A brief history of health insurance

556 words | 3 minute read


A few events have inadvertently shaped the role of US health insurance:

Pre-1920s: Individuals paid for care with cash, out of pocket, since the price of care was relatively affordable
1920s & 1930s: To address the escalating price of care, a few large companies introduced the concept of "prepaid healthcare" to attract employees - these companies eventually became the health insurance giant Blue Cross Blue Shield (BCBS)
1942: During World War II, the government implemented wage controls to manage inflation - as a result, companies started offering "fringe benefits," including health insurance, to compete for employees
1943: The IRS ruled that employer contributions to employee healthcare plans would be tax-free, creating a tax break for employer-sponsored health insurance
1974: The Employee Retirement Income Security Act (ERISA) was enacted to regulate the increasingly popular employer-sponsored health plans
2010: The Affordable Care Act (aka “ACA” or “Obamacare”) was implemented, enforcing many healthcare regulations including mandating many employers offer employee health benefits
Present day: The price providers charge for care has risen exponentially, while insurance options have become limited - consequently, employers and employees increasingly pay significantly more money for far less coverage

The longer version

In the early days of healthcare in the US, individuals paid for their care directly, as providers set reasonable prices. It operated as a free market, governed by supply and demand
As medical costs started to rise, organizations like the Baylor Health System (now BCBS) and the Hospital Service Association of the Pacific Northwest (also now a BCBS affiliate) introduced healthcare benefits to support employees. They implemented a system where employees contributed a small monthly amount to a fund covering their medical expenses. This model, known as "prepaid healthcare," was one of the earliest forms of health insurance in the US
During World War II, wage controls were imposed by the government to manage inflation, limiting employers' ability to attract workers with higher salaries. To remain competitive, employers turned to fringe benefits, including healthcare coverage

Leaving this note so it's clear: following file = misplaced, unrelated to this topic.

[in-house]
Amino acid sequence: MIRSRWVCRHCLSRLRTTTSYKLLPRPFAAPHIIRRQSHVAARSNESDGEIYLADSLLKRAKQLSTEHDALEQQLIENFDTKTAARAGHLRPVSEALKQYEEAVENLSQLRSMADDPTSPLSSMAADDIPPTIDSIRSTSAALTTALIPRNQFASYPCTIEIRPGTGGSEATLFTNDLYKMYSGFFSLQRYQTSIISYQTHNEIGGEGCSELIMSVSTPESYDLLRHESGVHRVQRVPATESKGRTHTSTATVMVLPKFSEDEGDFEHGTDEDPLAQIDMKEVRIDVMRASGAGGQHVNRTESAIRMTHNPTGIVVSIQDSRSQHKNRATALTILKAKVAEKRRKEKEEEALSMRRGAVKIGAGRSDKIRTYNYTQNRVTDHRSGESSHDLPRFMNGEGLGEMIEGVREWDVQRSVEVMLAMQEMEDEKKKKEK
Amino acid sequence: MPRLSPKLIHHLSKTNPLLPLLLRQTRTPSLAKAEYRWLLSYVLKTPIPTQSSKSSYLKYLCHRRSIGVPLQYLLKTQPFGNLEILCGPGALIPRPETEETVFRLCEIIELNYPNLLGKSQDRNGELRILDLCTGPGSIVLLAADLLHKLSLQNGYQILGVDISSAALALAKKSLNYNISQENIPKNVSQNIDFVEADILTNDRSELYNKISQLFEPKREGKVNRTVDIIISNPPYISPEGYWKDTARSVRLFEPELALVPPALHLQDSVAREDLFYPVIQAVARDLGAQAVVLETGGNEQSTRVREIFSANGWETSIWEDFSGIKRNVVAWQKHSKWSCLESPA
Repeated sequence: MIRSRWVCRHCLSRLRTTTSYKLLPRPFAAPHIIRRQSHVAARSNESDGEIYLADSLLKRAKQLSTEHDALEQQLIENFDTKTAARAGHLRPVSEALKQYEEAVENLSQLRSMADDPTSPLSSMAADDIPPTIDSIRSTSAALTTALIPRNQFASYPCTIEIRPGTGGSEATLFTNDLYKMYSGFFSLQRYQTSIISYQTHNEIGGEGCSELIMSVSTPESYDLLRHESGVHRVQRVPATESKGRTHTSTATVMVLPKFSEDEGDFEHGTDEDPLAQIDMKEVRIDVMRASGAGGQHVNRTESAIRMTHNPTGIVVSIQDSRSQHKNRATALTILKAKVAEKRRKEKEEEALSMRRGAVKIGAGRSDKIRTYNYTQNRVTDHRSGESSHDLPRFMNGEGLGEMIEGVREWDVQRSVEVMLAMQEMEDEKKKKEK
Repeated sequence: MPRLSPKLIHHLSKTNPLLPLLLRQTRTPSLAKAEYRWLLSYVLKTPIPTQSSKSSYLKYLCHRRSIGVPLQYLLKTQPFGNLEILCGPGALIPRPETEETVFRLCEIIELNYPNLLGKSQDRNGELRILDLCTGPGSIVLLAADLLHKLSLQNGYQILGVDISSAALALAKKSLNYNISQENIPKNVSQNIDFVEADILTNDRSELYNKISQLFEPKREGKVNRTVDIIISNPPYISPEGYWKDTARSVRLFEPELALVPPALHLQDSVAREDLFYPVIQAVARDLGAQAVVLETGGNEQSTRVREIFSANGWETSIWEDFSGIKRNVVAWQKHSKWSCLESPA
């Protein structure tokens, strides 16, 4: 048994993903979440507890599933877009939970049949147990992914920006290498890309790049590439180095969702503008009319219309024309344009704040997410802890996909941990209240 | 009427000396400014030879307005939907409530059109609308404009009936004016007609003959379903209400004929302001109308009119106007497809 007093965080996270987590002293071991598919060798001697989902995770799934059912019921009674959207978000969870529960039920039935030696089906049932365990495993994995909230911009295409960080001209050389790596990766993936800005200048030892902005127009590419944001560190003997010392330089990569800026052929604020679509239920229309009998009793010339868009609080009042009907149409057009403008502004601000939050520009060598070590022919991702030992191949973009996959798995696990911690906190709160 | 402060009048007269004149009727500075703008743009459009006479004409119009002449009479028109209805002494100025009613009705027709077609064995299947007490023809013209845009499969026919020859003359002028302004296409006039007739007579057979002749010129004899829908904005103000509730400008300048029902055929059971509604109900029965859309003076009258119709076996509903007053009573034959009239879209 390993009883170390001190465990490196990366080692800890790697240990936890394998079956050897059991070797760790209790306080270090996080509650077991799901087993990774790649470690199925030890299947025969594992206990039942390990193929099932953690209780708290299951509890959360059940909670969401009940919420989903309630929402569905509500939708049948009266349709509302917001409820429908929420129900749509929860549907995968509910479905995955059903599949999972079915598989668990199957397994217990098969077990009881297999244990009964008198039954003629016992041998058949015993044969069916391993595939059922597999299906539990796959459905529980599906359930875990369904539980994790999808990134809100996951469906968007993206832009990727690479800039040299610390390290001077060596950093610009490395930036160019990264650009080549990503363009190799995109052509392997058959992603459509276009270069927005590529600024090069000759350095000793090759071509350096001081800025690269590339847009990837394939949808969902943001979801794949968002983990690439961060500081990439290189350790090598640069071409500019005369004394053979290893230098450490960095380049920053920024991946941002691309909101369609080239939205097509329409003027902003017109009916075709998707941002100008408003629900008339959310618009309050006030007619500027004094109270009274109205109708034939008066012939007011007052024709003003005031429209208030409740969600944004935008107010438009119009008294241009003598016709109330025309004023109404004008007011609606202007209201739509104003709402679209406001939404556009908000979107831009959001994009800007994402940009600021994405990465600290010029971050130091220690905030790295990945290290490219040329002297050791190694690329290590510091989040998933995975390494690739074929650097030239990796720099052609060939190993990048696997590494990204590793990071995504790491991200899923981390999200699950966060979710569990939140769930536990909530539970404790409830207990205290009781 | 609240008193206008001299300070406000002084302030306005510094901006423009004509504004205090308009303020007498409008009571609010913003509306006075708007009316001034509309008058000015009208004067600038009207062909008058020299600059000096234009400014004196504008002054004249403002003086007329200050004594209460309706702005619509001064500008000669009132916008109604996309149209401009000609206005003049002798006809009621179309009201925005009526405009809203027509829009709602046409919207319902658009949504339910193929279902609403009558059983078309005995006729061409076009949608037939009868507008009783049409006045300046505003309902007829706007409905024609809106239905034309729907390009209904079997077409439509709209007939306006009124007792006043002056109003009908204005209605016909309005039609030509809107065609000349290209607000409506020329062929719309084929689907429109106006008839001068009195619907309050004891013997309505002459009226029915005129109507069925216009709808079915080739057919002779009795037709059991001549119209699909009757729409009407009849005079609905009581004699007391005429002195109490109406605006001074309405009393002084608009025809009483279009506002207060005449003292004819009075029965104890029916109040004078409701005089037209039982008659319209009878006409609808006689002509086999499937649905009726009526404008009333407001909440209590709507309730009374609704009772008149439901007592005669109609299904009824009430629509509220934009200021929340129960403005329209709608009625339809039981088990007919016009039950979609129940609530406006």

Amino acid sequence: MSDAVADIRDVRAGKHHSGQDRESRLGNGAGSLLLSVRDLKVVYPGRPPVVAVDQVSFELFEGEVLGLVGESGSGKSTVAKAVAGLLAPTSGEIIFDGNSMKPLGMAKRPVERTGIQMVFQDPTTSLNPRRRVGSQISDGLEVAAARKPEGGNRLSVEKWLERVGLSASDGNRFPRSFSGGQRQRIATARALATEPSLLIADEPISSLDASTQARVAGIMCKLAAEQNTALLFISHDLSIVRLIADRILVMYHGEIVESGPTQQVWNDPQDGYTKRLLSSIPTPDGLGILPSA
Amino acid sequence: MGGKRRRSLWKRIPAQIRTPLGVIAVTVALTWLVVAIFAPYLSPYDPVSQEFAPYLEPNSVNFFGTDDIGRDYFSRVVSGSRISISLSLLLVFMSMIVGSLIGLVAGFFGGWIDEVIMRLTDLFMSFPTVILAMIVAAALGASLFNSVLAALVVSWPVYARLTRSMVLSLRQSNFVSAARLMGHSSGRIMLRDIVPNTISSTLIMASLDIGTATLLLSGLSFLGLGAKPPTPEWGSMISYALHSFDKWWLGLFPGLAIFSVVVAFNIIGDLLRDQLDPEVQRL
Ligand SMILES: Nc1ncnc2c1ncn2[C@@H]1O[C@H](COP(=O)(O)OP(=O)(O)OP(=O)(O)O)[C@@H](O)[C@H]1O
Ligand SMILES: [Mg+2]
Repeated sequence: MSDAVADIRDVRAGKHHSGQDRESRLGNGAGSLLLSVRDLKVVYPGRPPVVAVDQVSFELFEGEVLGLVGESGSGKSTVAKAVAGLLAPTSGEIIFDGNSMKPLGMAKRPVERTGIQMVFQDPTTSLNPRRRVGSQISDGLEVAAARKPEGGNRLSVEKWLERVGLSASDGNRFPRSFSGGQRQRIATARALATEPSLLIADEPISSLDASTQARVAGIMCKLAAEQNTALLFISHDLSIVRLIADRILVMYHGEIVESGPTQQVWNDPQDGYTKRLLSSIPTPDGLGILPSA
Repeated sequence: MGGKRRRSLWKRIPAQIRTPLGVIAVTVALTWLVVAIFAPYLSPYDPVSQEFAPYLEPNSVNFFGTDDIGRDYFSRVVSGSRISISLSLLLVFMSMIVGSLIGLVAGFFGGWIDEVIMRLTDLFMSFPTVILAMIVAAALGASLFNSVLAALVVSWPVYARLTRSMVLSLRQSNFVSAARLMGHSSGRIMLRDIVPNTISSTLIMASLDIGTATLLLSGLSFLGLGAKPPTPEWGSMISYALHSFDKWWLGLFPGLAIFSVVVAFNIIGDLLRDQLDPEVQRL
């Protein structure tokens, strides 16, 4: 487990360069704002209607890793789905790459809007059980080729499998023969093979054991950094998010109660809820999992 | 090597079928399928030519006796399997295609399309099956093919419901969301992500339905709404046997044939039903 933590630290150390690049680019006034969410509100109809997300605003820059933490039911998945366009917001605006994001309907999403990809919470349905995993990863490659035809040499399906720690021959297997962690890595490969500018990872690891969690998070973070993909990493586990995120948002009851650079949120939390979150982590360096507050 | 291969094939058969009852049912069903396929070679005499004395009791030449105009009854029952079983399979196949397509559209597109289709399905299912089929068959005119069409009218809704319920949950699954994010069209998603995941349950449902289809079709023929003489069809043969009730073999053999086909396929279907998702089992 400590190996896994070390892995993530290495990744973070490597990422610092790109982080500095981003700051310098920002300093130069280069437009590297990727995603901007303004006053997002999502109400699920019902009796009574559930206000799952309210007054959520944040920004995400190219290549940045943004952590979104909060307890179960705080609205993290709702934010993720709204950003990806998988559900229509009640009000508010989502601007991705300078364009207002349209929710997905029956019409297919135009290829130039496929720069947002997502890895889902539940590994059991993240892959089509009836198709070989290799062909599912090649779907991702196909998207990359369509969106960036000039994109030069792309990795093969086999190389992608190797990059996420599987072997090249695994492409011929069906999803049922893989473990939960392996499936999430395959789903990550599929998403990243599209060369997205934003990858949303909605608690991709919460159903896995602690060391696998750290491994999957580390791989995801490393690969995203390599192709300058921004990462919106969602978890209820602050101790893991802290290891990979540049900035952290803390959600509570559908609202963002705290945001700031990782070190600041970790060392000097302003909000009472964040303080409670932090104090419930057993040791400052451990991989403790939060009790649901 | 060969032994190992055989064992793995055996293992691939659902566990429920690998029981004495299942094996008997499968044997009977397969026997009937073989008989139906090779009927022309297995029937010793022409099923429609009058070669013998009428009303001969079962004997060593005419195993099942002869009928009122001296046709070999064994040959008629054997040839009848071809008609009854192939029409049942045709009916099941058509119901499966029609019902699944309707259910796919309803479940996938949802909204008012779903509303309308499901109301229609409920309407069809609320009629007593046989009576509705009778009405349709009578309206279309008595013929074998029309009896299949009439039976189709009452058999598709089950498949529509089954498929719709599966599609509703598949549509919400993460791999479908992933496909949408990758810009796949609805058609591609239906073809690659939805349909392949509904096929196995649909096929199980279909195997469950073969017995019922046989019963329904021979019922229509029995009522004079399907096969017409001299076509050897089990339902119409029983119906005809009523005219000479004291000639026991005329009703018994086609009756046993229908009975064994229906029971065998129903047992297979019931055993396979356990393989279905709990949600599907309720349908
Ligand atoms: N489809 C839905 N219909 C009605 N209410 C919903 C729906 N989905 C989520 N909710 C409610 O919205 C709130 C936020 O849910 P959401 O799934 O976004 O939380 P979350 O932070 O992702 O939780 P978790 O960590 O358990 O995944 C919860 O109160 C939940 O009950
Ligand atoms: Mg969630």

In 1943, a significant development occurred when the IRS declared that employer contributions to healthcare plans would be tax-free. This tax benefit made employer-sponsored health insurance even more appealing
In 1974, ERISA was enacted, introducing regulations for employer-sponsored employee benefit plans, including health insurance. This act aimed to protect employees and provide guidelines for managing these plans
The link between employment and healthcare coverage became deeply entrenched over time, with many companies offering health insurance as a standard part of their employment packages. Additionally, the Affordable Care Act (ACA) introduced in 2010 implemented various reforms, including the employer mandate, which required certain large employers to offer affordable health insurance to their full-time employees

Increasing price of care


Everyone’s favorite graph^ - the prices providers charge for care have skyrocketed, far outpacing inflation. Obviously not the proverbial rocketship growth startups are aiming to achieve…

Increasing insurance premiums

Annual premium for employer-sponsored family health coverage over time, according to the KFF:

1943: $141 (inflation adjusted: $2,476)
2022: $22,463

The bottom line

The prices providers charge for care has risen exponentially and insurance options are expensive yet low quality, hurting employees and employers

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